Or do you simply tell yourself you’ll do that in your free time or maybe your spare time. Take a look at your calendar and see exactly where that “free” or “spare” time is….. it’s not there. That’s why effective leaders really do block time on their calendars for leadership actions. They intentionally make it a point to recognize someone each and every day. They set aside time to just listen to their people, about whatever it is their people want to say to them.

Yes, I know you’re busy, I hope your productive, I really hope you know the difference, but no matter how busy or productive you are if you’re serious about leading then you must make the time to actually lead. It doesn’t just happen, you as a leader must make it happen.

The reality of leadership is this: if you don’t have time to invest in your people then you don’t have time to succeed as a leader.

The Difference Between Managing and Leading

I’ve written about this topic before and since old habits are hard to break I feel a need to continuing writing about it. 

I had the opportunity to spend some time with a long-time friend recently. He is the former CFO of a Fortune 1000 company and the former CEO of a Fortune 500 company. As the conversation often does it turned to various leadership topics.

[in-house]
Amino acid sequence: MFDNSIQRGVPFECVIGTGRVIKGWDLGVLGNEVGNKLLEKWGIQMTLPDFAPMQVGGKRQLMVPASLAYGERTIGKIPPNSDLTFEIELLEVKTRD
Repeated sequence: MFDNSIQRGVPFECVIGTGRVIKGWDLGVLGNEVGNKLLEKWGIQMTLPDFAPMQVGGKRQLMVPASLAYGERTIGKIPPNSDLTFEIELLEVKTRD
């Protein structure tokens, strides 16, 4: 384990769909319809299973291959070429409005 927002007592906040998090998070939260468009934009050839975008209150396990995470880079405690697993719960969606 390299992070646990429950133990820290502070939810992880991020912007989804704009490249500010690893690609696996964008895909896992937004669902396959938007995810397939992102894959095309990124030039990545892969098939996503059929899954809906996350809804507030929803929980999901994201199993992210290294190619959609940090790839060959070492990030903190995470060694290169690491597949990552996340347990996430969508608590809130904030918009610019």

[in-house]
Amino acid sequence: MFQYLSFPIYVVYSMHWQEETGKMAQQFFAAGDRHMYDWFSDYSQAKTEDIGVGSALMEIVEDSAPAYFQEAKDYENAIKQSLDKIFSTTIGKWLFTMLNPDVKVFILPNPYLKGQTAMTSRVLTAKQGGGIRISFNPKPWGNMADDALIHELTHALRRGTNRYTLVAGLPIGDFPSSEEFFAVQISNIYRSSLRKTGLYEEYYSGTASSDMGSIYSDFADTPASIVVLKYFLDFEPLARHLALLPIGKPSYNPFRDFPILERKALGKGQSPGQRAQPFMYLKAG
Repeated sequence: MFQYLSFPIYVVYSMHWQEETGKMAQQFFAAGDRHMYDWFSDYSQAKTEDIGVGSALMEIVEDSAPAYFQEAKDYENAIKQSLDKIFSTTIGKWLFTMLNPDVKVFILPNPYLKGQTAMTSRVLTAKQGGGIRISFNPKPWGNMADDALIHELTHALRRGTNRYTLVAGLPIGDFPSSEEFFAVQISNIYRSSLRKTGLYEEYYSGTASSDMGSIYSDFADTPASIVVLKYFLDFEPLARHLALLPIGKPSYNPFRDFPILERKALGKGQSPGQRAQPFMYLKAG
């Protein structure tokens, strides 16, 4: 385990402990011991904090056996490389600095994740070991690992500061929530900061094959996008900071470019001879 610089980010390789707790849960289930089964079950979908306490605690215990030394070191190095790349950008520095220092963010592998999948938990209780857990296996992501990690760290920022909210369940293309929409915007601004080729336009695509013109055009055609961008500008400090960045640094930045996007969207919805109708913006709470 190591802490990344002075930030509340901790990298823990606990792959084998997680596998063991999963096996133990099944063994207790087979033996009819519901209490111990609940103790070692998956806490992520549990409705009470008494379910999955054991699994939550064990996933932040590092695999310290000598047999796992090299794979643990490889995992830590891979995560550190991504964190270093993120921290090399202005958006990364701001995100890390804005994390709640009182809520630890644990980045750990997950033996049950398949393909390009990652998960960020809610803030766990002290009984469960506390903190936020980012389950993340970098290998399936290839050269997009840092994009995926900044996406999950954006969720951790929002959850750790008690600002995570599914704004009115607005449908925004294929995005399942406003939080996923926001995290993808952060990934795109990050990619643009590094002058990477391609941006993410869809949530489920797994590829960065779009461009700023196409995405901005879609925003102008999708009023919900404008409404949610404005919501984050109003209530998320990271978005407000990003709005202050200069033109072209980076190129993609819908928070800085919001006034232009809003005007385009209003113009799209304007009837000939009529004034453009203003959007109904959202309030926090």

He mentioned how the difference between managing and leading was really just a “mirage” and that in fact, there was no difference at all. At first I thought he must be pulling my leg, then I thought he must just be trying to provoke me. Then I finally realized why it was a good idea that he retired when he did.

Believing that managing and leading are one in the same is very, very out-dated thinking. You manage “stuff.” You lead people.

Stuff includes facilities, processes, inventory, capital equipment, and financial matters to name a few. You apply rules and regulations to stuff. If you’re doing something to improve your infrastructure or balance sheet that is most likely managing. 

Only when you’re doing something to improve your people is it truly leading. New computers for your business is NOT leadership. New software is NOT leadership. New vehicles for the sales team is NOT the same as leading your sales team.